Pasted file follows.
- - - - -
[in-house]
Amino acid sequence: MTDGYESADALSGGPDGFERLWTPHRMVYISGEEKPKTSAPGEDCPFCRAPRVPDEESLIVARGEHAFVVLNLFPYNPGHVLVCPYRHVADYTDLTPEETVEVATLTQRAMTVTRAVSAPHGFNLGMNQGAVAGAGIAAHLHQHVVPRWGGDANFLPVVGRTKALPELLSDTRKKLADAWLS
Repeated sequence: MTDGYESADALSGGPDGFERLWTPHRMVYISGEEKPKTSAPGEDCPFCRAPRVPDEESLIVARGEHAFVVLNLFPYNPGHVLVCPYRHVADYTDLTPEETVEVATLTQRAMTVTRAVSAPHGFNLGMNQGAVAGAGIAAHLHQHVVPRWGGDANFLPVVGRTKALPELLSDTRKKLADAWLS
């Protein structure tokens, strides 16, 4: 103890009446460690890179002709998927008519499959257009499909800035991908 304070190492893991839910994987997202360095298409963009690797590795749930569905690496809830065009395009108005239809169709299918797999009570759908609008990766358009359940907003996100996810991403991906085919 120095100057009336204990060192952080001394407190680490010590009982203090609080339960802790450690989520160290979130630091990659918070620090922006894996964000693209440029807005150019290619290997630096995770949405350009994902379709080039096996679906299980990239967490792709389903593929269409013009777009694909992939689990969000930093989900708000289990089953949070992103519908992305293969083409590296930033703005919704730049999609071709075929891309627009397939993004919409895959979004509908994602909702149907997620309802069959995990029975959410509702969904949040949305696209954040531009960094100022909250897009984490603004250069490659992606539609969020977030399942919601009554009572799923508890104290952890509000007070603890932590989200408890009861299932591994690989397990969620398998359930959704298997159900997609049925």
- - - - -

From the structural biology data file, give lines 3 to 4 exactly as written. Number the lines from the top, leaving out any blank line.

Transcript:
Repeated sequence: MTDGYESADALSGGPDGFERLWTPHRMVYISGEEKPKTSAPGEDCPFCRAPRVPDEESLIVARGEHAFVVLNLFPYNPGHVLVCPYRHVADYTDLTPEETVEVATLTQRAMTVTRAVSAPHGFNLGMNQGAVAGAGIAAHLHQHVVPRWGGDANFLPVVGRTKALPELLSDTRKKLADAWLS
């Protein structure tokens, strides 16, 4: 103890009446460690890179002709998927008519499959257009499909800035991908 304070190492893991839910994987997202360095298409963009690797590795749930569905690496809830065009395009108005239809169709299918797999009570759908609008990766358009359940907003996100996810991403991906085919 120095100057009336204990060192952080001394407190680490010590009982203090609080339960802790450690989520160290979130630091990659918070620090922006894996964000693209440029807005150019290619290997630096995770949405350009994902379709080039096996679906299980990239967490792709389903593929269409013009777009694909992939689990969000930093989900708000289990089953949070992103519908992305293969083409590296930033703005919704730049999609071709075929891309627009397939993004919409895959979004509908994602909702149907997620309802069959995990029975959410509702969904949040949305696209954040531009960094100022909250897009984490603004250069490659992606539609969020977030399942919601009554009572799923508890104290952890509000007070603890932590989200408890009861299932591994690989397990969620398998359930959704298997159900997609049925």